Cutting city congestion lifts growth

Traffic jams harm nations’ health and wealth

29 October 2019 James Pomeroy, Global Economist, HSBC

    Cost of congestion: View the infographic

    Cities are economic powerhouses that create jobs, opportunities and ideas. They offer strong network effects because people live in close proximity. And they are culturally rich in arts, sports and entertainment. No wonder 56 per cent of the world chooses urban living – almost 80 per cent in developed economies.

    But cities face many challenges – particularly congestion. Travel times in the world’s 50 biggest cities are roughly 40 per cent longer than they should be, meaning people spend hundreds of hours a year sitting in unnecessary traffic.

    We estimate that urban congestion costs around USD1.7 trillion a year in the developed world – and could be nearly 30 per cent higher by 2030 unless the problem is tackled. In emerging countries, rising incomes and increased urbanisation could double the costs of congestion to USD2 trillion in the next decade unless cities become more efficient. Worldwide, the cost could reach 3.5 per cent of global GDP.

    Even 30 minutes a day sitting in a car is 7 per cent of your working time. It’s unproductive and stressful, and as cities get bigger, the strains on networks will increase.

    Traffic increases petrol or diesel consumption, which increases greenhouse-gas emissions that cause global warming, and exacerbate local air pollutants – NOx, SO2 and particulate matter – that harm human health.

    Fewer cars, better public transport, more walking, cycling or car-sharing are solutions - and well-designed cities can minimise the distance and number of journeys made. Rethinking the sprawling transport networks that have evolved in cities would help. Autonomous vehicles, new road layouts and changed shopping and delivery habits could cut congestion.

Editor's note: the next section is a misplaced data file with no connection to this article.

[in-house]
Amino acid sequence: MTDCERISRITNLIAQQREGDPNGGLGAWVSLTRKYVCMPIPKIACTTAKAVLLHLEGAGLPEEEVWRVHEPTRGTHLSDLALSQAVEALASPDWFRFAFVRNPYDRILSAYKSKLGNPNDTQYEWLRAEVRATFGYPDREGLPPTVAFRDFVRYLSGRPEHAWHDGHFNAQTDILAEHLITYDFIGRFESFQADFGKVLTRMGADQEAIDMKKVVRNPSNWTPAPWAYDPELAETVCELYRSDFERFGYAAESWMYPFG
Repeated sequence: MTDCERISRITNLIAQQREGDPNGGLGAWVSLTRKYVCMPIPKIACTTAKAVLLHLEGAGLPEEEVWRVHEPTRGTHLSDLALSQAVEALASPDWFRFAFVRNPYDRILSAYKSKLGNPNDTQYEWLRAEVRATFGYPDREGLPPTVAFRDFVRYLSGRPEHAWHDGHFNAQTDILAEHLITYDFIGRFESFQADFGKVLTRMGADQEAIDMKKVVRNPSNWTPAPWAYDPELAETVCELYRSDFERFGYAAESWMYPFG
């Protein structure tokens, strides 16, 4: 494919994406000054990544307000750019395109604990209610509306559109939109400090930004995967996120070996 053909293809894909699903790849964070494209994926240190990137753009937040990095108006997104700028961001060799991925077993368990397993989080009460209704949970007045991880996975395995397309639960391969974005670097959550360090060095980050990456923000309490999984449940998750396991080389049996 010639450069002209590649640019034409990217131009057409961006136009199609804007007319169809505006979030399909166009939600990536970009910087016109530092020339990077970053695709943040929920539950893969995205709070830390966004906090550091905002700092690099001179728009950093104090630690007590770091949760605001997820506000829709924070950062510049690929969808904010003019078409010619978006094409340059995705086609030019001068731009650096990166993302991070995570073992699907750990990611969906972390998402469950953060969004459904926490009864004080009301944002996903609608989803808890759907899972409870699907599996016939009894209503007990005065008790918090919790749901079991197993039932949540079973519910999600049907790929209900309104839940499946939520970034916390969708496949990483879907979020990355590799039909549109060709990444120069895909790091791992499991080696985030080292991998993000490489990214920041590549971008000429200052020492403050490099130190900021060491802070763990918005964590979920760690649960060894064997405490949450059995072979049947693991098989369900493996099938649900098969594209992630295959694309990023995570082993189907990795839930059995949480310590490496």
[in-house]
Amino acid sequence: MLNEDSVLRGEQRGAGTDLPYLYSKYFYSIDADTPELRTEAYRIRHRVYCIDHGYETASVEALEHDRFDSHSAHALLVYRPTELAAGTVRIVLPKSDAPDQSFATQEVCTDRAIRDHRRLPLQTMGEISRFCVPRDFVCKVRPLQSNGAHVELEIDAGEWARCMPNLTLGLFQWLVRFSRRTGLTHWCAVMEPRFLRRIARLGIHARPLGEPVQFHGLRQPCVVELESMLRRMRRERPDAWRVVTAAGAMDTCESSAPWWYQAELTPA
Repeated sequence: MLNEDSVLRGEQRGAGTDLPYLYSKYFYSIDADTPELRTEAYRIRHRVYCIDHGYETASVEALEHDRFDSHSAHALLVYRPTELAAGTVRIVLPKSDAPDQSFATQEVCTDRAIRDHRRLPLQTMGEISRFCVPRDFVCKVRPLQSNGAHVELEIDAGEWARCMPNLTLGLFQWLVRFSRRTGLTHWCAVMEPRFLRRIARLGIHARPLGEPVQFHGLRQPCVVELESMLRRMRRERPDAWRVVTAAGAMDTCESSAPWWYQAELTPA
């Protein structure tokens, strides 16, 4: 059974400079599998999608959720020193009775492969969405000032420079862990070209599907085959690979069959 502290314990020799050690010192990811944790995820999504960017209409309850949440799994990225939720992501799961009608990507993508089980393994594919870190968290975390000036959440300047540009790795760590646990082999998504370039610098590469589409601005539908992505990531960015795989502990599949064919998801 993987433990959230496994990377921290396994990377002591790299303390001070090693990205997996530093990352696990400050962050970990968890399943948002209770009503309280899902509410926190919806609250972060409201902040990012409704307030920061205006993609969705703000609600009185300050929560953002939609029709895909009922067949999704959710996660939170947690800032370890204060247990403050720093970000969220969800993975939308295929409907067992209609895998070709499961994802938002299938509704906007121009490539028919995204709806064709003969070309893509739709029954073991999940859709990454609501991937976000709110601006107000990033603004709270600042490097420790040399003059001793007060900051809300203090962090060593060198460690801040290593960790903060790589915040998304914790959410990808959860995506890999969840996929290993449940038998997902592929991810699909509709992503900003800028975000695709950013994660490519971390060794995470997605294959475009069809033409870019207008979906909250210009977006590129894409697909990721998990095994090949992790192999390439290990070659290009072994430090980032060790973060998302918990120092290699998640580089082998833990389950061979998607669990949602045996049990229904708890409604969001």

But already the world has an infrastructure deficit estimated at USD15 trillion or 0.5 per cent of global GDP – more if countries tackle the UN’s sustainable development goals. Transportation infrastructure under-investment alone is put at USD300 billion, despite the economic, social and environmental benefits that could be unlocked from improved public transport networks.

    Reducing the hours stuck in traffic, rather than increasing them, by 20 per cent over ten years, could add 0.2 percentage points to annual global GDP growth. While fewer vehicles on the road would hit car makers, an infrastructure programme could also boost short-term growth.

    We’ve looked at congestion in 1,000 cities worldwide. Most of the top performers are smaller European centres: most people in Copenhagen and Amsterdam cycle to work, for instance. Shanghai’s impressive public transport rollout means that despite a population of 26m, it is only as congested as Lisbon, Hamburg or Bordeaux – cities a fraction of the size. But Dublin, with 1.2 million people, is as congested as Sao Paulo, which has a 21 million population.

    The benefits from better-designed cities, improved public transport and fewer cars are huge. Besides health benefits, easier mobility boosts the service sector if bars and restaurants become more accessible. And denser living promotes the sharing economy.

    However, politicians and private property developers must promote change. Green bonds can provide funding, but foresight is just as important. These changes require a longer-term approach to city planning with the benefits accruing over many years.

    Would you like to find out more? Click here to read the full report (you must be a subscriber to HSBC Global Research).

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